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How Should We Label Partisan Polls?

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My column for this week asks a tough question: What defines a "partisan" poll? A dozen years ago, the answer was easy: A poll paid for by a campaign or political party or conducted by a pollster that works for candidates of a particular party or the party itself. But with the rise of new media, the line between partisan and independent polling gets blurrier every day. Please click through and read it all.

The phrase "I could go on" near the end of the column was more than rhetorical device. While liberals often criticize questions they consider leading or biased in Fox News polls, I have often heard the similar complaints from conservatives about how polls from the other networks are conducted or reported. And if we label the polls from Fox as partisan given the point-of-view of much of their programming, should we apply similar labels to virtually all newspapers based on their editorial page endorsements?

We run into similar difficulties if we focus on the partisanship of the pollster rather than the sponsor of any given survey. As noted in the column, that line is relatively easy to draw for campaign pollsters, like Stan Greenberg of Democracy Corps or Whit Ayres of Resurgent Republic. Even PPP, which does most of its client work for Democratic campaigns, is easily classified in this way.  The issue isn't one of "bias" but of partisan and economic interests disclosed: Like the campaign pollsters, PPP does most of its client work for the candidates of one political party.  But what if the pollsters work is a mix of partisan and non-political clients? But how many polls for partisan clients does it take to merit the "D" or "R" label in our charts?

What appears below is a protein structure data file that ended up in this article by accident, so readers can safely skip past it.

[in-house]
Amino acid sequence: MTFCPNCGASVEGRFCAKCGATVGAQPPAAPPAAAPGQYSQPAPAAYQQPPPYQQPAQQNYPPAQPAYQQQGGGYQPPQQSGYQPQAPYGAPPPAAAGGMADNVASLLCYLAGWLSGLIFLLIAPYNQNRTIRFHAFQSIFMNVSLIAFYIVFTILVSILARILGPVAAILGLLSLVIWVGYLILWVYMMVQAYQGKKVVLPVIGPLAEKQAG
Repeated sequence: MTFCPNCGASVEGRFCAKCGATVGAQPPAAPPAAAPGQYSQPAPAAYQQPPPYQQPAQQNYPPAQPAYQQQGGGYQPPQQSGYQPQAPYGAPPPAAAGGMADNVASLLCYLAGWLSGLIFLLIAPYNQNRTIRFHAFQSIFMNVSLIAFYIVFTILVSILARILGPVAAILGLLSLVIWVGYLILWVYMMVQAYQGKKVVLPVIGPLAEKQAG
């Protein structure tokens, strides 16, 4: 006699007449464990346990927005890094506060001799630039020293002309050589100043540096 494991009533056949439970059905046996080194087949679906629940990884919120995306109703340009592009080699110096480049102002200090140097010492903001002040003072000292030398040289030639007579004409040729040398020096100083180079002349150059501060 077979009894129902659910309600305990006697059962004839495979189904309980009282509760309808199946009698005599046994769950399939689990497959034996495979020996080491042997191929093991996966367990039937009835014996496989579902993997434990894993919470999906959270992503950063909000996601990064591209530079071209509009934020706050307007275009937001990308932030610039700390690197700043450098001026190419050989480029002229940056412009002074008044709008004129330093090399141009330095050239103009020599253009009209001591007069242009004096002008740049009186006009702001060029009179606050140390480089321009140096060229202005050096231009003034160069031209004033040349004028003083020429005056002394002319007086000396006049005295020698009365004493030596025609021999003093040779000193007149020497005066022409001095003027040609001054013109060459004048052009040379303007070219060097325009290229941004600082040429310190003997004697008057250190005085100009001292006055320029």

While these are difficult questions, they present important practical considerations for We want to be a source for all available public polls, yet we also want to provide readers with sufficient information to make judgments about which polls to trust and the tools to filter out surveys they consider untrustworthy or unfairly slanted. I would like to hear from readers -- in comments or by email -- with thoughts about whether and how we can expand beyond the simple "D" or "R" labeling in terms of describing partisanship and filtering in the charts.